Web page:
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Hypertension in spontaneously hypertensive rats occurs despite low plasma levels of homocysteine

Journal article
Authors Daniel Kondziella
Henrik Zetterberg
Espen Haugen
Michael Fu
Published in Physiological Research
Volume 57
Issue 3
Pages 487-490
ISSN 0862-8408
Publication year 2008
Published at Wallenberg Laboratory
Institute of Neuroscience and Physiology, Department of Psychiatry and Neurochemistry
Institute of Medicine, Department of Molecular and Clinical Medicine
Pages 487-490
Language en
Links www.ncbi.nlm.nih.gov/entrez/query.f...
Keywords disease, hypertension, homocystein
Subject categories Physiology, Cell and Molecular Biology

Abstract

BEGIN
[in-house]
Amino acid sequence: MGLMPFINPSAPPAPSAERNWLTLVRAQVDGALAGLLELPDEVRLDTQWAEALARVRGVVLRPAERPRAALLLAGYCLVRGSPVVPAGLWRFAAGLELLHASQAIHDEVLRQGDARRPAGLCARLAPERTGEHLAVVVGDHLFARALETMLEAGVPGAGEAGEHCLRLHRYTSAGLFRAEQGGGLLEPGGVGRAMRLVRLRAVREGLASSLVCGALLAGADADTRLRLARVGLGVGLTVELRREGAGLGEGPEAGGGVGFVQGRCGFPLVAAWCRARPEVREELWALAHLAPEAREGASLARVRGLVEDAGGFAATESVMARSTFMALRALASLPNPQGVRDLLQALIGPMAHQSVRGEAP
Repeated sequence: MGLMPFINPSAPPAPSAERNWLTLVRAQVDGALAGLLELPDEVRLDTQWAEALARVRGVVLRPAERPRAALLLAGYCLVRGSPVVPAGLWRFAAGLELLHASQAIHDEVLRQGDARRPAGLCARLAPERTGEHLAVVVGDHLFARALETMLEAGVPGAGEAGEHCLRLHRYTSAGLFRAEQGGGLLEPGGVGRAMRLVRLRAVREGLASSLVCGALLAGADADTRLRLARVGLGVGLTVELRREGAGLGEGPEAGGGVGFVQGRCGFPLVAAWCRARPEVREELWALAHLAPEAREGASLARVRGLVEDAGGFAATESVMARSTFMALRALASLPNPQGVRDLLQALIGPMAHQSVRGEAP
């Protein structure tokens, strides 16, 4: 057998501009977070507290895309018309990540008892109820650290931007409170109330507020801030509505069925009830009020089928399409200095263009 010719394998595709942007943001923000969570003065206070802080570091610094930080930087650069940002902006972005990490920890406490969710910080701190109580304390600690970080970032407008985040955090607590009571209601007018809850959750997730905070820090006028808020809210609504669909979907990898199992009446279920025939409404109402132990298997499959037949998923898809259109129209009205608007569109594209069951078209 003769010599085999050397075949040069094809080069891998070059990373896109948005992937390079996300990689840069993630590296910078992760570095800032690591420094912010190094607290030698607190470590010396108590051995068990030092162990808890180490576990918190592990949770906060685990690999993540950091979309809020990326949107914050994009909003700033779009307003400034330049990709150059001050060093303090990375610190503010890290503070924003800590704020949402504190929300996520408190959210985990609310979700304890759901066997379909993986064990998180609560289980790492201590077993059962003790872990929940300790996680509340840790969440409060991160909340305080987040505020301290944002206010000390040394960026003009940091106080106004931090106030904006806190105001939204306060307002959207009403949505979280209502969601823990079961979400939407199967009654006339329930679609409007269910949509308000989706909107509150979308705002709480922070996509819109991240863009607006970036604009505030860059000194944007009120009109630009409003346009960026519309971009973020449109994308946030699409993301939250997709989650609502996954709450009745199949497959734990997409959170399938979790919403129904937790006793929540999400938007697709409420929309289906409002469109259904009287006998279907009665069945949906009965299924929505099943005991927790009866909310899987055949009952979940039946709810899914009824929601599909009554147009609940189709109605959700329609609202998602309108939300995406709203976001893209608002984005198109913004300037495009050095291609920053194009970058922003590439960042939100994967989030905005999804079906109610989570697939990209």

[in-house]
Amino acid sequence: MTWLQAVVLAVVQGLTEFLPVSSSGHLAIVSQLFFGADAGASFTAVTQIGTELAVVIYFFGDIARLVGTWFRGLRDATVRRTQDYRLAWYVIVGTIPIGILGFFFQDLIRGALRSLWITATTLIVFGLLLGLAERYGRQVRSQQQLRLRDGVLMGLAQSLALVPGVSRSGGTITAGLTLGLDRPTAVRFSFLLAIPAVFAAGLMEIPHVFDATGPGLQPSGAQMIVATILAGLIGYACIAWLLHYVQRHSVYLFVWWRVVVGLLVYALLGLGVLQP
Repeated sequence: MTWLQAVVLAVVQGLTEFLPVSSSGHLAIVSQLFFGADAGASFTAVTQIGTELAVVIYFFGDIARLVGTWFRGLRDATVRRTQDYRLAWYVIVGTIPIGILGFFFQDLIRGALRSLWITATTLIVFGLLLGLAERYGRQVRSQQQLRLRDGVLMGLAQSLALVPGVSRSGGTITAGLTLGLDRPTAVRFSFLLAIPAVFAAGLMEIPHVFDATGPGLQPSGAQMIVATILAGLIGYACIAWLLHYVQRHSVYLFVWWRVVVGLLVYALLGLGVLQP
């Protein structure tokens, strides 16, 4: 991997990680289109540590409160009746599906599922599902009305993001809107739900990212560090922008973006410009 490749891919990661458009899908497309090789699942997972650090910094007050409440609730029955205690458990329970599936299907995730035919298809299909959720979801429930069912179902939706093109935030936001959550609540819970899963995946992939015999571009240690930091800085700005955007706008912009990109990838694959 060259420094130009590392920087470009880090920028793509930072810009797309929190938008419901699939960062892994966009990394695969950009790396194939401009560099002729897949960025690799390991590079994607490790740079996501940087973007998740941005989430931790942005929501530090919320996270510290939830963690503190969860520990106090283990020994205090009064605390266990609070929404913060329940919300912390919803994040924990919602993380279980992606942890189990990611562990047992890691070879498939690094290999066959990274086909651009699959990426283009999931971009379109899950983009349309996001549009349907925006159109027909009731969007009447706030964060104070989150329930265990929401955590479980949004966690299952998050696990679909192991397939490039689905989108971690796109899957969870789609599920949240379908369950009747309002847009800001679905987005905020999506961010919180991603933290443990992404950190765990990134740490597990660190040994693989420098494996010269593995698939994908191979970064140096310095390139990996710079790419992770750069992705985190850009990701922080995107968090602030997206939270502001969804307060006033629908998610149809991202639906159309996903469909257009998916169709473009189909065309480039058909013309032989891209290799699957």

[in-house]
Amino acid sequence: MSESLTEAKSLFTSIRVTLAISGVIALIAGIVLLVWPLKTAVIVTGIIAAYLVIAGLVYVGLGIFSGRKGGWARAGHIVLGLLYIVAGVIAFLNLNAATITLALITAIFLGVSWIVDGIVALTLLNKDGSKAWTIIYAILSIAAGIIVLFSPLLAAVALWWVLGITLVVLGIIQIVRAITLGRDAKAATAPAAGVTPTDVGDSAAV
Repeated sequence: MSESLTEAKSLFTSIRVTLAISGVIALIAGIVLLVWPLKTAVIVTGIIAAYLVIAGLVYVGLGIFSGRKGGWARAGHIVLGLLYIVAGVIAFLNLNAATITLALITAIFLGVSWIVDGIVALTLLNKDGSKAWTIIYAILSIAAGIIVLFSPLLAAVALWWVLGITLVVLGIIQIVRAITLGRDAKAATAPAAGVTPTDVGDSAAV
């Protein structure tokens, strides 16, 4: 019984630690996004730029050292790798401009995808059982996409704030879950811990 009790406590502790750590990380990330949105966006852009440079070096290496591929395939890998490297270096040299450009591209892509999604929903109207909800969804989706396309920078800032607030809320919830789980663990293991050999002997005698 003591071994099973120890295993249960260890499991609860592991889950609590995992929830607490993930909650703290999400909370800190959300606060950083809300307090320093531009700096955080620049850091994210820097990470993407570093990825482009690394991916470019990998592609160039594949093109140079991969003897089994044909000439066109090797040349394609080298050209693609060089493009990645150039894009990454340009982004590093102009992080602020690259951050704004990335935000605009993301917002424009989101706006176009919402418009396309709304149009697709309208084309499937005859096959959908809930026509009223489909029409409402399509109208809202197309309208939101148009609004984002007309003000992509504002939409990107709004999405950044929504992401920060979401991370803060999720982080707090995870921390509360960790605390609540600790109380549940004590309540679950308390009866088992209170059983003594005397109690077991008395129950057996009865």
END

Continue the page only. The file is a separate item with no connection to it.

Hyperhomocysteinemia has been suggested to induce hypertension due to its role in endothelial dysfunction. However, it remains controversial whether homocysteine and hypertension are truly causally related or merely loosely associated. To test the hypothesis that hyperhomocysteinemia occurs in Spontaneously Hypertensive Rats (SHR) we measured plasma levels of homocysteine in 10 male adult SHR and in 10 normotensive controls using Ion Exchange Chromatography. In addition, plasma concentrations of the 22 most common amino acids were measured to explore the relation of homocysteine with amino acid metabolism. Plasma levels of homocysteine were significantly lower in SHR (4.1 micromol/L +/-0.1) than in controls (7.2 micromol/L +/- 0.3; p<0.00001). The amounts of aminobutyric acid (ABU), alanine, citrulline and valine were decreased as well, whereas we found increased levels of aspartate, glutamate, glutamine, histidine and ornithine. Thus, contrary to our hypothesis, hypertension in SHR occurs despite low plasma levels of homocysteine. We provide a new hypothesis whereby reduced conversion of arginine to citrulline is related to increased ornithine levels, but decreased bioavailability of nitric oxide, resulting in impaired blood vessel relaxation and hypertension. In conclusion, our findings do not necessarily exclude that homocysteine and hypertension might be pathophysiologically connected, but corroborate the notion that hypertension can arise due to mechanisms independent of high homocysteine levels.

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